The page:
The fact that we involve our owners a lot in our business at the advisory board level and committee level that I mentioned earlier I guess is a testament to the strength of that commitment we have to ourselves in the marketplace, and that is bigger than the contract. It takes many years to change cultures at corporations. Those of us here who have been in private business over the years understand that. Truly, yes, the top of the house or the CEO and president help set the tone – that’s well-documented research – but also when you have a strong commitment at the grassroots level in your community, where your franchisees are absolutely actively involved in supporting your community, because they know where their bread is buttered. It’s not downtown Toronto, it’s all the communities where we have stores in our particular chain across the country.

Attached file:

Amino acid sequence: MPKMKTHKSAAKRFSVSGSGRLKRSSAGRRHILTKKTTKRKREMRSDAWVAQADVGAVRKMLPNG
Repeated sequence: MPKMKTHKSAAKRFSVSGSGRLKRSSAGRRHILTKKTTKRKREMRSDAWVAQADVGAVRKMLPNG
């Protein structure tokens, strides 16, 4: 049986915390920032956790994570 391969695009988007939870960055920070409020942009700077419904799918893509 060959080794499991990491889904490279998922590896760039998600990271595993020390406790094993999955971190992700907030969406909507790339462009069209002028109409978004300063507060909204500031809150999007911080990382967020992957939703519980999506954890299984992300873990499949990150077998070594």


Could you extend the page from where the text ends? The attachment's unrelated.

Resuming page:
I honestly think that when a merger and acquisition comes along the strength of the brand will come through based on these types of commitments and relationships.

Mr. Javor and Tim Hortons were active in the spirited behind-closed-doors debate of the proposed amendment to the Arthur Wishart Act, Bill 102 in 2010: here, here and MPPs seek anti-swindling law for franchises.

Mr. Nick Javor, LinkedIn


What is the Canadian Franchise Association doing to protect the 1,100 CDN franchisees and 96,000 employees at Tim Hortons?

February 1, 2015

The Canadian Franchise Association says it …advocates on behalf of franchisors and franchisees in Canada

CFA